We offer the widest product range of low-flow (mass) flow meters and controllers on the market. Numerous styles of both standard and bespoke instruments can be offered for applications in laboratory, machinery, industry and hazardous areas.
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Bronkhorst instruments are used for numerous applications in many different markets. In this section you will find an overview of the main markets for our equipment, illustrated with some typical examples of applications.
Are you looking for technical documentation, are you interested to learn more about the measuring principles of Bronkhorst products, or you do want to get in contact with a Bronkhorst Service Engineer? This section will guide you to the relevant service & support topics.
Bronkhorst High-Tech BV the leaders in Mass Flow Meter / Mass Flow Controller technology for gases and liquids, Pressure Controllers and Evaporation Systems.
As you might remember from reading the first part of this blog series, for (ultra) low liquid flows, tiny disturbances in the process or ambient conditions can have a large impact on flow stability. This second blog aims to help users of low-flow fluid systems optimise the stability and performance of their system, by giving tips and recommendations for dimensioning, choice of material and best practice procedures, based on years of experience, gathered by Bronkhorst High-Tech.
The core of the low-flow fluid system is obviously a liquid flow meter/controller. Deciding which instrument type is best for the low-flow application largely depends on accuracy and stability requirements. However, ambient or media conditions which are difficult to control can also play an important role in choosing the best solution.
Within the Bronkhorst range of products, some thermal and Coriolis flow devices are particularly suitable for (ultra) low liquid flow applications. The different working principles for thermal and Coriolis devices make them specifically suitable for different applications, requirements and conditions. In thermal-based mass flow devices, a constant temperature difference is created between two positions along a (capillary) tube. When liquid flows through this tube, the energy needed to maintain this temperature difference is proportional to the mass flow rate.
Read more about the thermal-based mass flow measurement working principle.
In the Coriolis setup, the liquid flow through a tube with a small diameter causes this tube to twist, and the change in deflection is a direct measure of the mass flow through the tube. Moreover, the resulting change in vibration frequency of the (filled) tube is proportional to the medium density.
Read more about the Coriolis mass flow measurement principle
Bearing in mind the above information, please read and observe the following tips with respect to low liquid flows:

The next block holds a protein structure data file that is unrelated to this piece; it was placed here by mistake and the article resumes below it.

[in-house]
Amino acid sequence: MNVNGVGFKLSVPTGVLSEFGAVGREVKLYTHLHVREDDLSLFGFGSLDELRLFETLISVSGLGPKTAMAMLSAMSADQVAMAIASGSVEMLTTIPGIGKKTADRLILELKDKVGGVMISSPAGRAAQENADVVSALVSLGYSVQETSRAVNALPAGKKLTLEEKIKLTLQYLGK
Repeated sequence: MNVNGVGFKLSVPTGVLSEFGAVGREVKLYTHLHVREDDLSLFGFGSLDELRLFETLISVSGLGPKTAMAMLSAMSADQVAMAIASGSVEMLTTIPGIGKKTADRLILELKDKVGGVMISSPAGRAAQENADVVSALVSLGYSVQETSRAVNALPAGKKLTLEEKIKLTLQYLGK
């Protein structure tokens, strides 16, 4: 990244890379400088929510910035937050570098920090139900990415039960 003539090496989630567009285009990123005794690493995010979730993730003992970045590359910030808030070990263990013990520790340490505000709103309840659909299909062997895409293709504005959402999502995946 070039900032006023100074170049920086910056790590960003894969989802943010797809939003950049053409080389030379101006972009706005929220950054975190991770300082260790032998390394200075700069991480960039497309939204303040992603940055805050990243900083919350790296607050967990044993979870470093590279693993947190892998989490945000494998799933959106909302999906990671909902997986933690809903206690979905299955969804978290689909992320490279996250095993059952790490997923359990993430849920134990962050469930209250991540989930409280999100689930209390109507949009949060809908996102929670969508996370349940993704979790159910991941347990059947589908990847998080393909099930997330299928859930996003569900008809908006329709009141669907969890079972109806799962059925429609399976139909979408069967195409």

The Bronkhorst website offers a product selector tool to help you choose the right low liquid flow meter or controller based on input parameters such as maximum (mass or volumetric) mass flow rate, operating pressure and operating temperature.
Thermal-based μ-FLOW and LIQUI-FLOW devices can handle liquids up to 2 g/h resp. 0.25 to 5 g/h in the lowest range. Coriolis-based mini CORI-FLOW ML120 mass flow meters have 200 g/h as their maximum full scale flow rate but can be easily scaled down to a minimum full scale flow rate of 5 g/h, with the same relative accuracy. They also have a minimum flow rate of 50 mg/h.
A highly stable inlet pressure of a flow controller is a prerequisite for a stable low liquid flow rate. Two methods are popular to achieve this: use a pressure vessel where gas is used to pressurise the liquid or use a pump. Please refer to parts 3 and 4 of this series of blogs for more background details.
Air or other gas bubbles dissolved in the liquid, or moving along the liquid flow, have a negative effect on the flow stability. To this end:
The quick response time, low internal volume and low heat generation of piezo valves are especially advantageous when using gas to pressurise the liquid. For an operating pressure higher than 5 bars, solenoid valves are an alternative. Preferably install the meter part of the flow controller between the valve and the process.
This is to help minimise filling times and to limit external disturbances. For this purpose:
This is especially important for skids. First connect all instruments and then de-aerate before starting to control or measure. To this end, the Bronkhorst skids contain a purge setting.
In the next parts of the blog series, we will focus on low liquid flow supply using a pressure vessel or a pump and give more background details on how to manage external conditions. After all, choosing a good flow device is important, but insight into how this influences the application process is equally essential.
Download the e-book 'How to handle low liquid flows' to find out more about 'low flows'. Including in-depth information, technical advice and insider tips from our experts.
In part 3 of the blog series ‘How to handle low liquid flows’ we share tips on how to provide a stable inlet pressure to the liquid system.
In part 4 of the blog series ‘How to handle low liquid flows’ Bronkhorst explains the use of a flow controller in combination with a pump to generate a highly stable inlet pressure.
In part 5 of the blog series ‘How to handle low liquid flows’, we explain how external conditions can influence your flow meter.